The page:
--- Anne K Moore
July 31, 2009 ---
Photos by Anne K Moore ---
many things on this planet raise the ire of gardeners more than Japanese
Beetles. Their larvae feed on our
grass and flower roots. Their
adult forms feed on our roses and other savory flowers.
They have some redeeming qualities. The larvae make good bird food. If you can look past the ravaged flowers
and leaves, you see that these adult scarab beetles are dressed in beautiful
metallic copper and sea green. Well,
maybe these are not such redeeming qualities.
Your lawn might also be dug up by skunks and
raccoons who like to dine on the fat, dirty-white grubs, larvae of the Japanese
beetle, that live underground and chew on roots. Moles, in particular, tunnel through infested lawns looking
for these dinners. (Did you
know? Moles don't eat roots; they
eat the grubs that eat the roots.) Moles could be considered beneficial if they didn't raise up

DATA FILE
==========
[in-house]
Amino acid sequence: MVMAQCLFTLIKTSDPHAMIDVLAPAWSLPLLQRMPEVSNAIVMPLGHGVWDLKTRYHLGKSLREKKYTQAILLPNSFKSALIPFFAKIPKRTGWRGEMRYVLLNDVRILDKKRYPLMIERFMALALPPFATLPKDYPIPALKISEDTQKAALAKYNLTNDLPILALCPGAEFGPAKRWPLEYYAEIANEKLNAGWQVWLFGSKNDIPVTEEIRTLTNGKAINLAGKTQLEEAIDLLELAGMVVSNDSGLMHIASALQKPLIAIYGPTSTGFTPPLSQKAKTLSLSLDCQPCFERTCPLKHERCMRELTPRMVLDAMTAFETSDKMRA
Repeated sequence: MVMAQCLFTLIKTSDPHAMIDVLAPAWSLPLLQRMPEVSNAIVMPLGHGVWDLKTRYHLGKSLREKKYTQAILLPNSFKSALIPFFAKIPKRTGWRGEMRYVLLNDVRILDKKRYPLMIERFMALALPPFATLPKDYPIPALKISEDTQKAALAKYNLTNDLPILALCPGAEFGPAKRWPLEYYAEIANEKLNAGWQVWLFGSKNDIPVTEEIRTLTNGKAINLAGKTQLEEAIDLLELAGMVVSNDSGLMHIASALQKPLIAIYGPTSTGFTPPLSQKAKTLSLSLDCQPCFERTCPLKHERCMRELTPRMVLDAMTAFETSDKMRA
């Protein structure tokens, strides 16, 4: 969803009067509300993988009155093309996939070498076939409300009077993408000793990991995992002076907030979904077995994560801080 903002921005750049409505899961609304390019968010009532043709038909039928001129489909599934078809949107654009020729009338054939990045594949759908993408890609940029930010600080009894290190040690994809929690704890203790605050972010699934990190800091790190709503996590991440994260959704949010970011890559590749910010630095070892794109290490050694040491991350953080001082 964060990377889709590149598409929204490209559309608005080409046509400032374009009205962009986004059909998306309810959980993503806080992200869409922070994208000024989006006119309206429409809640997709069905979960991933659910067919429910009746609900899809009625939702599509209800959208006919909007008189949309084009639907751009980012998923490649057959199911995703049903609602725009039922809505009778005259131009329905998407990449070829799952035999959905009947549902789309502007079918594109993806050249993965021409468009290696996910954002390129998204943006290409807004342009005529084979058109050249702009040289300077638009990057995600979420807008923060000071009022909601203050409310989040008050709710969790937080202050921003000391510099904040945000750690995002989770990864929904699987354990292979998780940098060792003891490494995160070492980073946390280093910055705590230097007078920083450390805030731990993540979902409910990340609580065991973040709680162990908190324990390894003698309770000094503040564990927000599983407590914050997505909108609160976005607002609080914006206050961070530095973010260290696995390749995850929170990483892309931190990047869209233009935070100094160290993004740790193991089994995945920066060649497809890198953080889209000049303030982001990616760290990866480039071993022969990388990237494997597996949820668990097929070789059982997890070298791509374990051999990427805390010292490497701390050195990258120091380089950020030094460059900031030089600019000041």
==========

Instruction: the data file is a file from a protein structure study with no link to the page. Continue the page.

roots so that the roots dry out in the mole tunnels.
Since we cannot rely on moles, skunks, or raccoons
to control the Japanese beetle population, what controls are out there? One natural control has to do with the
weather. Female Japanese Beetles
prefer sunny, soft, warm, moist turf in which to lay their eggs. If there is a drought during the
infestation, next year's beetle population will be light just because the
beetles will have difficulty digging and depositing their eggs. If the drought occurs after the egg
laying, then many of the larvae will die. On the down side, if there are rain showers throughout July
and August, when the beetles are actively mating and burying eggs, then there
will be a glut of beetles the following summer.
Hand picking the beetles is a satisfying control. Track them throughout your garden early
in the morning while they are still sluggish. Hold a container of soapy water under them. Take advantage of their predisposition
to drop when disturbed by just giving a light jiggle to the plant. Those of you with strong fingers and
stomachs can just squish them but I prefer the drop and drown method myself.